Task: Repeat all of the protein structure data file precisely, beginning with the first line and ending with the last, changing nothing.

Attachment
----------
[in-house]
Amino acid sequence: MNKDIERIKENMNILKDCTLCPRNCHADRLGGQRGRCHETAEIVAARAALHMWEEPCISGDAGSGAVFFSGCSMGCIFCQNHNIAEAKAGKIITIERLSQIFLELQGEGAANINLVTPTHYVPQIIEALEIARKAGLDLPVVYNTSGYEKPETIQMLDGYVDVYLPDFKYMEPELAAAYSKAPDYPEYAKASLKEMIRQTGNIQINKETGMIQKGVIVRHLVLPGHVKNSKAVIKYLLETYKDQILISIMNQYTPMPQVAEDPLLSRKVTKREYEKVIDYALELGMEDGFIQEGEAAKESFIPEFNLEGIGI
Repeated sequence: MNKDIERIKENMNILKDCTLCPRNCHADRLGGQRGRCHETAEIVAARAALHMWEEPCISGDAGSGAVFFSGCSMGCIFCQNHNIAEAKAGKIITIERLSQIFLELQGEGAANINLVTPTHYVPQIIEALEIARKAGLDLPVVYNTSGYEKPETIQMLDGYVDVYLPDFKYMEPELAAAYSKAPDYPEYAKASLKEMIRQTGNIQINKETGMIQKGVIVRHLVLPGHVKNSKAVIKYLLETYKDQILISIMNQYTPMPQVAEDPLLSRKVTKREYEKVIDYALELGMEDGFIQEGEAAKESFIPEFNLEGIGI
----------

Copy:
[in-house]
Amino acid sequence: MNKDIERIKENMNILKDCTLCPRNCHADRLGGQRGRCHETAEIVAARAALHMWEEPCISGDAGSGAVFFSGCSMGCIFCQNHNIAEAKAGKIITIERLSQIFLELQGEGAANINLVTPTHYVPQIIEALEIARKAGLDLPVVYNTSGYEKPETIQMLDGYVDVYLPDFKYMEPELAAAYSKAPDYPEYAKASLKEMIRQTGNIQINKETGMIQKGVIVRHLVLPGHVKNSKAVIKYLLETYKDQILISIMNQYTPMPQVAEDPLLSRKVTKREYEKVIDYALELGMEDGFIQEGEAAKESFIPEFNLEGIGI
Repeated sequence: MNKDIERIKENMNILKDCTLCPRNCHADRLGGQRGRCHETAEIVAARAALHMWEEPCISGDAGSGAVFFSGCSMGCIFCQNHNIAEAKAGKIITIERLSQIFLELQGEGAANINLVTPTHYVPQIIEALEIARKAGLDLPVVYNTSGYEKPETIQMLDGYVDVYLPDFKYMEPELAAAYSKAPDYPEYAKASLKEMIRQTGNIQINKETGMIQKGVIVRHLVLPGHVKNSKAVIKYLLETYKDQILISIMNQYTPMPQVAEDPLLSRKVTKREYEKVIDYALELGMEDGFIQEGEAAKESFIPEFNLEGIGI